Wall Street analysts predicted Monday that an enhanced buy-out offer will emerge for Informatics General, a Woodland Hills software maker that has been trying to fend off a hostile takeover effort by Dallas-based Sterling Software.
Two New York arbitrageurs, specialists who trade in the stock of takeover targets, said they expect Informatics eventually to succumb to an offer of $28 or more a share, at least $2 above the latest offer from Sterling.
The stock has been subject to trading by arbitrageurs in the wake of a cash offer from Sterling. The Dallas company first offered $25 a share in mid-March, later sweetened that by $1, then began a proxy fight to overcome the resistance of Informatics' management. The stock closed on the New York Stock Exchange at $26 a share on Monday, down 25 cents.
Arbitrageurs commonly speculate on the stock of takeover targets, hoping to profit on the spread between the initial stock price and the final, higher price of the takeover bid.
Expects $28 a Share
"The consensus value seems to be a minimum of $28," said one arbitrageur, who said his firm does not hold any stock in Informatics. "Twenty-six dollars is the floor. It can only go higher," said the trader, who, like others in the sensitive field of arbitrage, would not be quoted by name.
He predicted that the final deal will be in the $28-to-$30 range, but another arbitrageur said he expected a sale to Sterling or some other suitor "at around $28."
Informatics, meanwhile, continued to solicit offers through its investment advisers, Smith Barney, Harris Upham. Informatics has called the $26 offer inadequate.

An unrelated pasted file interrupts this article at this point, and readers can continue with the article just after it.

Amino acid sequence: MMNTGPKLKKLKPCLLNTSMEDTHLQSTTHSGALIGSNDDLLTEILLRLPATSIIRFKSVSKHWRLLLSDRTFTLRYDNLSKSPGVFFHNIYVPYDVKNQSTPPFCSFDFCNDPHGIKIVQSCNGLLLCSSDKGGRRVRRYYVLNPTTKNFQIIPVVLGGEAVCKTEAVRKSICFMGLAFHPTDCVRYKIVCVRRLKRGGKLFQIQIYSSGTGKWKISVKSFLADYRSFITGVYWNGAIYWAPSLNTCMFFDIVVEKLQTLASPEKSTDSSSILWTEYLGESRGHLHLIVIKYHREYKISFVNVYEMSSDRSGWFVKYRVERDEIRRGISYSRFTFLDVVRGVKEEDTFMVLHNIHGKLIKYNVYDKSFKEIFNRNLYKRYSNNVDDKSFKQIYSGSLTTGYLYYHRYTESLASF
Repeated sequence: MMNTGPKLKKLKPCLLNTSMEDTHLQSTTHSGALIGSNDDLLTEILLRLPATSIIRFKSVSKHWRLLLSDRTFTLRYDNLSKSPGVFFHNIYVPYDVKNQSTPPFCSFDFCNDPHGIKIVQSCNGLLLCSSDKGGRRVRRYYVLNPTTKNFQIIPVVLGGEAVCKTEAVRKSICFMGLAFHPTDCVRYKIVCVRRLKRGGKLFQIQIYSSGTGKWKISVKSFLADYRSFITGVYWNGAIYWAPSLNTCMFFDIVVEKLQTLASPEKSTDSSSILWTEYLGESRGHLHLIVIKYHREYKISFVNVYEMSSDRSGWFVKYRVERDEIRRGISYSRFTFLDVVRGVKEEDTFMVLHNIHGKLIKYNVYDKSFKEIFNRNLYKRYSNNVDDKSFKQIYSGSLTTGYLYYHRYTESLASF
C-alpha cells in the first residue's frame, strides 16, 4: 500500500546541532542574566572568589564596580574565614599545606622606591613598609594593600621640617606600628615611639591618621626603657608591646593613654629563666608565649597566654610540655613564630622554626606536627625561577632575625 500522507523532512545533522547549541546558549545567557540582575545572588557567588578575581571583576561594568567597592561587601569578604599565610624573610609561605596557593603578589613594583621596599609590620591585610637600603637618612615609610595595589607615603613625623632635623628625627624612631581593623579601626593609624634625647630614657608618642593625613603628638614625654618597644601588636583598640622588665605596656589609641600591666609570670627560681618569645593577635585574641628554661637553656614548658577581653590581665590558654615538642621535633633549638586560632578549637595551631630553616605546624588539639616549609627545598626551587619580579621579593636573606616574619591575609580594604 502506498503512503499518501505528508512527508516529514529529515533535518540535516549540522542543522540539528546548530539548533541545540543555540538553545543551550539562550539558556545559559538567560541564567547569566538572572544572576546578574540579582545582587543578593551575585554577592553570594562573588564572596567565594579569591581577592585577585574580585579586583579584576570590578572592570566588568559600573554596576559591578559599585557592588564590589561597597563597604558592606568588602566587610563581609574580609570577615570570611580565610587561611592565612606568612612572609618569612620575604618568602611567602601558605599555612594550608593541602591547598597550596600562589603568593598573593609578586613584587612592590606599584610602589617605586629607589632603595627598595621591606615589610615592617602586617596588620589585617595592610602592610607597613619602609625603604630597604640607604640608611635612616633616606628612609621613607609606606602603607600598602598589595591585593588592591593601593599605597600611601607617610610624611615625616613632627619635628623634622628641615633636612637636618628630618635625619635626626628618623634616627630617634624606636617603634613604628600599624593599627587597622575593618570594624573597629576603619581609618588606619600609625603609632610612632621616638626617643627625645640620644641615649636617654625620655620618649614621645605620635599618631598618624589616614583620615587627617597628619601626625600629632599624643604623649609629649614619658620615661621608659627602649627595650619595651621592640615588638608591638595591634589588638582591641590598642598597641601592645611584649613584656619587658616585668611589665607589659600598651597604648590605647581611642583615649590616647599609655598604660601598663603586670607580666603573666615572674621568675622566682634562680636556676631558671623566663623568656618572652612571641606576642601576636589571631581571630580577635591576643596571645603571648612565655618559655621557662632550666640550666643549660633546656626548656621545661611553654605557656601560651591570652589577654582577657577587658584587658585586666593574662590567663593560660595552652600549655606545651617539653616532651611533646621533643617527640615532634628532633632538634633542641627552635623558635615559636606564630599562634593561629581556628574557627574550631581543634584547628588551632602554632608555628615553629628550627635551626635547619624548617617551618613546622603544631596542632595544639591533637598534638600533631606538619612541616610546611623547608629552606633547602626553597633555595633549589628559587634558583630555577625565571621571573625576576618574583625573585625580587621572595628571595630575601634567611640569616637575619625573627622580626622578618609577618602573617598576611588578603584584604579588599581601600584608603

Sterling's unfriendly takeover bid has spawned an increasingly bitter proxy fight marked by lawsuits in at least three cities and blunt newspaper advertisements, including one placed by Informatics contending that Sterling Chairman Samuel E. Wyly is unfit for the Informatics board. The ad pointed to a 1979 consent decree in which Wyly resolved charges filed against him by the Securities and Exchange Commission.
According to a published report in 1979, the SEC alleged that Wyly violated federal securities laws in 1976 and 1977 while chairman of Wyly Corp. by making an undisclosed special arrangement with a bondholder in an effort to assure the success of a planned debt exchange. Wyly consented to an injunction barring him from violating various provisions of federal securities law.
A spokesman for Wyly confirmed that he signed a consent order in which he neither admitted nor denied guilt.
Informatics also accuses Sterling of using misleading advertising, which Sterling denies. Sterling, in turn, has accused Informatics' board of ignoring its offer to discuss a higher price.